Why You Should Read This Book:  This book is certainly not my usual pick for a Throwback Thursday, but it’s one I was discussing with a friend recently and just wanted to share it with as many people as possible.

This was on the syllabus in my sophomore English class and it is one of the only assigned books that I now list among my favorites. This book is not an easy or light-hearted read; It’s dark, difficult, gritty and deeply sad. It contains a powerful and engaging lesson through a very vivid portrayal of 1940’s Southern racial injustice in a small Louisiana town.

The story is so incredibly moving that it keeps you turning pages long after you should have gone to sleep. It allows you to connect with Grant and Jefferson in a way that you probably didn’t think was possible when you first cracked open it’s spine. A Lesson Before Dying is, in my opinion, Ernest Gaines’ best work and one that you would be doing yourself a disservice if you never read.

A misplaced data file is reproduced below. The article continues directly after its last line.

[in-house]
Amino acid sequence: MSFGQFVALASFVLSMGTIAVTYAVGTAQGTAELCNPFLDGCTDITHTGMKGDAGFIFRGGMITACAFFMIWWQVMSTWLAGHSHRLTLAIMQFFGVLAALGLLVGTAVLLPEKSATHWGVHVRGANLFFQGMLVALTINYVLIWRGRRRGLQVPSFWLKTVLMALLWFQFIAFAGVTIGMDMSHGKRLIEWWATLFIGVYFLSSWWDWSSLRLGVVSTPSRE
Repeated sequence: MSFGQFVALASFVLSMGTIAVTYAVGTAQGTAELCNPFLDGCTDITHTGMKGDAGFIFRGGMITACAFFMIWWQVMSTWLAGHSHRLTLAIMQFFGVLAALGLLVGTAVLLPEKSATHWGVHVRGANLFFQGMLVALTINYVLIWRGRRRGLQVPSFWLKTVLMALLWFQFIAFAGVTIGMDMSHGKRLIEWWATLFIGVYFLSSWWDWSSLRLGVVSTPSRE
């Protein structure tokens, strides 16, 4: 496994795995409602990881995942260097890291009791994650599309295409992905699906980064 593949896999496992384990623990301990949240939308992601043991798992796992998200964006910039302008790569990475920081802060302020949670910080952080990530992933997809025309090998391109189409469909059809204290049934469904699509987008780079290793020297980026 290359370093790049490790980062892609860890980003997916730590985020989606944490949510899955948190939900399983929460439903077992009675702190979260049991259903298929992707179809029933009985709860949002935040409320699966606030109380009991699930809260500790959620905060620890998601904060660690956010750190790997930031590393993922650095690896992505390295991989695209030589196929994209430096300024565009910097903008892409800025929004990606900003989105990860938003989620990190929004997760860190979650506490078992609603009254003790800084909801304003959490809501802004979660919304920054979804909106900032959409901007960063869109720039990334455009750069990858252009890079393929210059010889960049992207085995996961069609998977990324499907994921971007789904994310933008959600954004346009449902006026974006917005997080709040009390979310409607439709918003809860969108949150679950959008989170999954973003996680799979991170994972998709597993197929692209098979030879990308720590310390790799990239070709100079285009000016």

Just, maybe make sure you have some tissues and chocolate handy.


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Language: cursing in YA books.

So, apparently earlier this week there was quite the debate on BBC Breakfast between authors GP Taylor and Patrick Ness over whether books should require ratings, much like movies. On one side of the debate was GP Taylor who is very much in favor of this and on the other side is Patrick Ness who adamantly opposes the idea.

I’m in full agreement with Patrick Ness, I don’t believe publishers should be required to label books with ratings (apparently over 800 authors agree as well, according to a petition signed on this website). I don’t think the ratings system works all that well for movies and I could see it being even worse for books. However, reading the debate triggered a thought I had while reading Miranda Kenneally’s debut novel, what about using cursing in YA books?